Blok and his wife moved into their new apartment on Petrograd Side in August of 1906; it was their first apartment together, as they had previously lived with Blok's mother. The apartment was on the fifth floor in a newly constructed building. They had three small rooms with a view into the courtyard, in which a barrel organist played music. One visitor recalled a table piled with books, an icon in the corner, and Blok's incessant smoking of cigars.
As might be expected, the Bloks' apartment quickly became a social hub. The actresses would come over after rehearsals and stay until 3 or 4 in the morning. Other artists and writers often stopped by; Andrei Bely was one of their first visitors.
It was at this apartment in March 1907 that the artist Konstantin Somov (the painter of the Commedia dell'arte image on the opening page) painted Blok's portrait for the Moscow journal The Golden Fleece (Zolotoe Runo). The sittings also served as something of a salon; many visitors from Blok's circle of friends came to watch the artist work, among them Kuzmin, Chulkov, and Verigina.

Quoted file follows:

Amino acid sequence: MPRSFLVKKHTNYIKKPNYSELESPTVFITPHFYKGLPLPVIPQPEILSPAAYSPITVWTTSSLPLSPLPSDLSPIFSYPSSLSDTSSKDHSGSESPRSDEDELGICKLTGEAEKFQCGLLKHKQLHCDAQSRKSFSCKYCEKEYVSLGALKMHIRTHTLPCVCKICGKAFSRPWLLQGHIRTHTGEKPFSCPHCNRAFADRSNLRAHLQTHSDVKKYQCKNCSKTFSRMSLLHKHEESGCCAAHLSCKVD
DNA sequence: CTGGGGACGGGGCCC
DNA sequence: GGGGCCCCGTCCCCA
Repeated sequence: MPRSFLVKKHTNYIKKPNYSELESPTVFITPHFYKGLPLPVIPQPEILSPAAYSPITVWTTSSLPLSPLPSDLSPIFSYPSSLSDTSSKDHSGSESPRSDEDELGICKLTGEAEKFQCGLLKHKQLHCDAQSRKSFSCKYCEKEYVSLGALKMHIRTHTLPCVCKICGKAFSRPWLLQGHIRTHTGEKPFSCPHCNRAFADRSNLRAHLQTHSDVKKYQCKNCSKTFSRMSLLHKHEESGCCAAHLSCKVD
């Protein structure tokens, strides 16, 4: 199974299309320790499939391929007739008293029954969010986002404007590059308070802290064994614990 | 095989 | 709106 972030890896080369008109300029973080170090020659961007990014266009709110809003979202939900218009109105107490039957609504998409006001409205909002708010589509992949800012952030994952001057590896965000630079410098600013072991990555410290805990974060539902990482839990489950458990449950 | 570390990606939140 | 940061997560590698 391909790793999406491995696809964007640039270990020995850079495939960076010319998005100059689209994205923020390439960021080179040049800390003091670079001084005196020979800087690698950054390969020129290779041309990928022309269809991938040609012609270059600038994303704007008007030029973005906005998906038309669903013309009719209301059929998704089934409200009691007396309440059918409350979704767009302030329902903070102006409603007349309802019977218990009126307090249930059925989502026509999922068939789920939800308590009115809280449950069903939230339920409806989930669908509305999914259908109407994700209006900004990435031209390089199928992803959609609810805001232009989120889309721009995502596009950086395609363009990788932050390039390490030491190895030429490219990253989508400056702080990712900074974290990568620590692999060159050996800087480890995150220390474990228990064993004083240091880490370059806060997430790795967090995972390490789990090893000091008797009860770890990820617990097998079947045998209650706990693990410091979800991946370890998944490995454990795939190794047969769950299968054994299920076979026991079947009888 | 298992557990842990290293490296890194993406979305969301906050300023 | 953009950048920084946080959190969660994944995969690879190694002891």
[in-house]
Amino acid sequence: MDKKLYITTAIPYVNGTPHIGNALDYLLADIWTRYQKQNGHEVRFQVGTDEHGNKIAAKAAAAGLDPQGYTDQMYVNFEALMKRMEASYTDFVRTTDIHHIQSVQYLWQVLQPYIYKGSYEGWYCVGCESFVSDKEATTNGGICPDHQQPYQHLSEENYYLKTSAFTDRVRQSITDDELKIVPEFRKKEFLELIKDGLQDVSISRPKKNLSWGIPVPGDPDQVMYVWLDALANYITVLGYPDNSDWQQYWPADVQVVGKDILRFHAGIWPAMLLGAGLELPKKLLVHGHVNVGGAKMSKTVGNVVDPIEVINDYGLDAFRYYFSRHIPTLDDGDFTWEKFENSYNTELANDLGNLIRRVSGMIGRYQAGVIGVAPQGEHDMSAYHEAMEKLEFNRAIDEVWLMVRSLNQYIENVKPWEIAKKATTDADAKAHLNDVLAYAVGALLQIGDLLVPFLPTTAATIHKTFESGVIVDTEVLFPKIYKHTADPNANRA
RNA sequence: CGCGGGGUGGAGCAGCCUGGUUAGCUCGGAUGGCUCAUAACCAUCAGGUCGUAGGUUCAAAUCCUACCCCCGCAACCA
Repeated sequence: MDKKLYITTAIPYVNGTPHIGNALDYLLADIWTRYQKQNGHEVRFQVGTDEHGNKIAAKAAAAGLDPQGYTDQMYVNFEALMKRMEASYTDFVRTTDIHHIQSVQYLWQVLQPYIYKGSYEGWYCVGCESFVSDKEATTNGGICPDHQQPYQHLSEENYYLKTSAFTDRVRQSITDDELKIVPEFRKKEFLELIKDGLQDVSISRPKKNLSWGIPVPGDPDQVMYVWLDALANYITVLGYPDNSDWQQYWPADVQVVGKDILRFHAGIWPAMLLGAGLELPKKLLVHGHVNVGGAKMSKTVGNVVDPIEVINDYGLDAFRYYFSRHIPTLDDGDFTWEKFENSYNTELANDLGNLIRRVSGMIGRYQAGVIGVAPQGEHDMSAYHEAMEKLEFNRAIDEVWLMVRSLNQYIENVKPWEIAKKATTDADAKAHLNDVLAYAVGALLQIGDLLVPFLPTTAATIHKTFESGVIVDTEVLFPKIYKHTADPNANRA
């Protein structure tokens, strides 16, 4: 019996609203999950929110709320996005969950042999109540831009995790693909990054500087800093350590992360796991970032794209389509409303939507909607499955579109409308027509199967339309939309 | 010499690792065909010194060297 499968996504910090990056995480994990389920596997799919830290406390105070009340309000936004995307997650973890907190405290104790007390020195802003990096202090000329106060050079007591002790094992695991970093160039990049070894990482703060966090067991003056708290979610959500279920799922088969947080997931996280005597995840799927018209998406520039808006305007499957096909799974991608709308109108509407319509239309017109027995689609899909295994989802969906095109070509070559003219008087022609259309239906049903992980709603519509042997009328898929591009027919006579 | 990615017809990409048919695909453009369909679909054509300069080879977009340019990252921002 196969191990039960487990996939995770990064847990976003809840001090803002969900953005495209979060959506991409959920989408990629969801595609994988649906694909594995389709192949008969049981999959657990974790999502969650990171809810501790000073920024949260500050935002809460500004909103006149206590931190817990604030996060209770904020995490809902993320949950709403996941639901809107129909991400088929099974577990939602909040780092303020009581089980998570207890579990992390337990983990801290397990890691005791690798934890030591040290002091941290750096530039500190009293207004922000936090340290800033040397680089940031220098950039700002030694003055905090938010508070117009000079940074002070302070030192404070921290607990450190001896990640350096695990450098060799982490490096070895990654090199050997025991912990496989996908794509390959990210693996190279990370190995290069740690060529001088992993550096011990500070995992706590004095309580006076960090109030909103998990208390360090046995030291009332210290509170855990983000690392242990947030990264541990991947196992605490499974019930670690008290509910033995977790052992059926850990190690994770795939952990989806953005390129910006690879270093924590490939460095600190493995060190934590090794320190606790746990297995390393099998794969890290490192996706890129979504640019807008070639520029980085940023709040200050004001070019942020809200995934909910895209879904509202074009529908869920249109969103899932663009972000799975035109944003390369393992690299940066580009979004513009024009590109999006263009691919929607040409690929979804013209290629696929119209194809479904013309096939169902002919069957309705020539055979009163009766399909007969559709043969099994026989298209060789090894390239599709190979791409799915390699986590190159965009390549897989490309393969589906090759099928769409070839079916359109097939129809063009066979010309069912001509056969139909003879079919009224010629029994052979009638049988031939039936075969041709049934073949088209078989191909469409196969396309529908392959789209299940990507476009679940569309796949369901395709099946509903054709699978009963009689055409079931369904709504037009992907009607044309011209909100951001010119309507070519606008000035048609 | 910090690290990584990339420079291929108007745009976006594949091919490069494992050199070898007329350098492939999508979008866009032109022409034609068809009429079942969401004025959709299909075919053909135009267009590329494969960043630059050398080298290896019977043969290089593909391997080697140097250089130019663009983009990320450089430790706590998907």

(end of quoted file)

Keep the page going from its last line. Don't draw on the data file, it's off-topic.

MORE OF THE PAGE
All agreed, however, that the portrait was unsatisfactory. Blok's mother and aunt were very disappointed, and Volokhova was convinced that Somov had taken Blok out drinking on the nights before the sittings in order to make him look ill and tired in the painting. Verigina viewed Blok's face in the painting as a mask that had something of a Dorian Gray effect, presenting all of the physical evidence of Blok's spiritual crises, while he himself remained young and vibrant.
Despite the disappointing outcome of the portrait, it nonetheless marked the conclusion of the magical winter of The Puppet Show. Verigina and the other actresses left for their tour of the provinces, Lyubov Dmitrievna went to the Blok family's country house, and Blok himself left for Moscow. The enchanted masquerade had come to an end.